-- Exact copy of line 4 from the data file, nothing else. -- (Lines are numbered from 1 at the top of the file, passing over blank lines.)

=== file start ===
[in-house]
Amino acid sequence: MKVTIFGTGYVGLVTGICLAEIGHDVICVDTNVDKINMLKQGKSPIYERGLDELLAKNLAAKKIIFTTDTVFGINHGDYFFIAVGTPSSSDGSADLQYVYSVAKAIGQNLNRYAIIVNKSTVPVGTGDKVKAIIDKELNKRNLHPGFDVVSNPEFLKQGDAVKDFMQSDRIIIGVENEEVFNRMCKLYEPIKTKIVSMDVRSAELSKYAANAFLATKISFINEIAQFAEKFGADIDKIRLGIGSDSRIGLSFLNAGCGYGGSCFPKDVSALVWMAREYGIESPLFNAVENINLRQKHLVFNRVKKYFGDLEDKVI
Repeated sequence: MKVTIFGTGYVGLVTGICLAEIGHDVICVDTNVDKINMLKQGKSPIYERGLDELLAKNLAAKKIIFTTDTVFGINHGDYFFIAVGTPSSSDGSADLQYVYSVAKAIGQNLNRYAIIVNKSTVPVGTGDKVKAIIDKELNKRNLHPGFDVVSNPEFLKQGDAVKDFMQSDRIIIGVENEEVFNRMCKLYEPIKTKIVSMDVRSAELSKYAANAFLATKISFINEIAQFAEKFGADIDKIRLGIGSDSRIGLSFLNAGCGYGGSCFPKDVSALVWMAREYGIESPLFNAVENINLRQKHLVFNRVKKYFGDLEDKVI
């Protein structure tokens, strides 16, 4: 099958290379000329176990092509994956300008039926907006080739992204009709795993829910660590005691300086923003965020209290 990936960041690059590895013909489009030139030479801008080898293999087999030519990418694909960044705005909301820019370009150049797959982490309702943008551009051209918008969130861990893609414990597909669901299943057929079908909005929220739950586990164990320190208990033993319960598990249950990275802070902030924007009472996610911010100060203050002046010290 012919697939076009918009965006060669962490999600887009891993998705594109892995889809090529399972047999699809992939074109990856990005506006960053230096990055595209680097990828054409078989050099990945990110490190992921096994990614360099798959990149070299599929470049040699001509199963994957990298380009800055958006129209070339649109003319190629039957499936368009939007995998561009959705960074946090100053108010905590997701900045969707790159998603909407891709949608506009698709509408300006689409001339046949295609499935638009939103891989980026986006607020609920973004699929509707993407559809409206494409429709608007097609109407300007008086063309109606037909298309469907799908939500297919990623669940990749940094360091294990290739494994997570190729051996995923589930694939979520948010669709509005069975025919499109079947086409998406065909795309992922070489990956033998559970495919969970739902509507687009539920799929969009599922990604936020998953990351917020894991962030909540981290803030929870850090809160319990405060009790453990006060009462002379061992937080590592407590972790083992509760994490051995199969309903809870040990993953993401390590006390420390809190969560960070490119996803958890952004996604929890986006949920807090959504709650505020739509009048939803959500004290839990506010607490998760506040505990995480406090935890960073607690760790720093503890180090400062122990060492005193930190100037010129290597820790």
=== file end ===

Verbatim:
């Protein structure tokens, strides 16, 4: 099958290379000329176990092509994956300008039926907006080739992204009709795993829910660590005691300086923003965020209290 990936960041690059590895013909489009030139030479801008080898293999087999030519990418694909960044705005909301820019370009150049797959982490309702943008551009051209918008969130861990893609414990597909669901299943057929079908909005929220739950586990164990320190208990033993319960598990249950990275802070902030924007009472996610911010100060203050002046010290 012919697939076009918009965006060669962490999600887009891993998705594109892995889809090529399972047999699809992939074109990856990005506006960053230096990055595209680097990828054409078989050099990945990110490190992921096994990614360099798959990149070299599929470049040699001509199963994957990298380009800055958006129209070339649109003319190629039957499936368009939007995998561009959705960074946090100053108010905590997701900045969707790159998603909407891709949608506009698709509408300006689409001339046949295609499935638009939103891989980026986006607020609920973004699929509707993407559809409206494409429709608007097609109407300007008086063309109606037909298309469907799908939500297919990623669940990749940094360091294990290739494994997570190729051996995923589930694939979520948010669709509005069975025919499109079947086409998406065909795309992922070489990956033998559970495919969970739902509507687009539920799929969009599922990604936020998953990351917020894991962030909540981290803030929870850090809160319990405060009790453990006060009462002379061992937080590592407590972790083992509760994490051995199969309903809870040990993953993401390590006390420390809190969560960070490119996803958890952004996604929890986006949920807090959504709650505020739509009048939803959500004290839990506010607490998760506040505990995480406090935890960073607690760790720093503890180090400062122990060492005193930190100037010129290597820790």